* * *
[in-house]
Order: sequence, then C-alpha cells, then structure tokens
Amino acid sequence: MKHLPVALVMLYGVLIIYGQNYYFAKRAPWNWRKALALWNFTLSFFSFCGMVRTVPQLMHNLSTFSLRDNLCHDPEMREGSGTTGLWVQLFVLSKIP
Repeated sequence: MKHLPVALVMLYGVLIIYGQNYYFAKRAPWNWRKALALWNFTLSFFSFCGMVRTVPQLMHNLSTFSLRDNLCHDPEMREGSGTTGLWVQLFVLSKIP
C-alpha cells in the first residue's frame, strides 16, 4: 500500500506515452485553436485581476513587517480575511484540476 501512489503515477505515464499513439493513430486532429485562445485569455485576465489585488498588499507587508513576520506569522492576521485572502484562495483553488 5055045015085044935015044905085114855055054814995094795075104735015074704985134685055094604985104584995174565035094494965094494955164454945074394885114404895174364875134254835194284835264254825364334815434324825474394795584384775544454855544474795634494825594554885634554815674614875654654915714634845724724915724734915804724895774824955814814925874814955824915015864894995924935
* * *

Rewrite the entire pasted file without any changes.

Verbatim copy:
[in-house]
Order: sequence, then C-alpha cells, then structure tokens
Amino acid sequence: MKHLPVALVMLYGVLIIYGQNYYFAKRAPWNWRKALALWNFTLSFFSFCGMVRTVPQLMHNLSTFSLRDNLCHDPEMREGSGTTGLWVQLFVLSKIP
Repeated sequence: MKHLPVALVMLYGVLIIYGQNYYFAKRAPWNWRKALALWNFTLSFFSFCGMVRTVPQLMHNLSTFSLRDNLCHDPEMREGSGTTGLWVQLFVLSKIP
C-alpha cells in the first residue's frame, strides 16, 4: 500500500506515452485553436485581476513587517480575511484540476 501512489503515477505515464499513439493513430486532429485562445485569455485576465489585488498588499507587508513576520506569522492576521485572502484562495483553488 5055045015085044935015044905085114855055054814995094795075104735015074704985134685055094604985104584995174565035094494965094494955164454945074394885114404895174364875134254835194284835264254825364334815434324825474394795584384775544454855544474795634494825594554885634554815674614875654654915714634845724724915724734915804724895774824955814814925874814955824915015864894995924935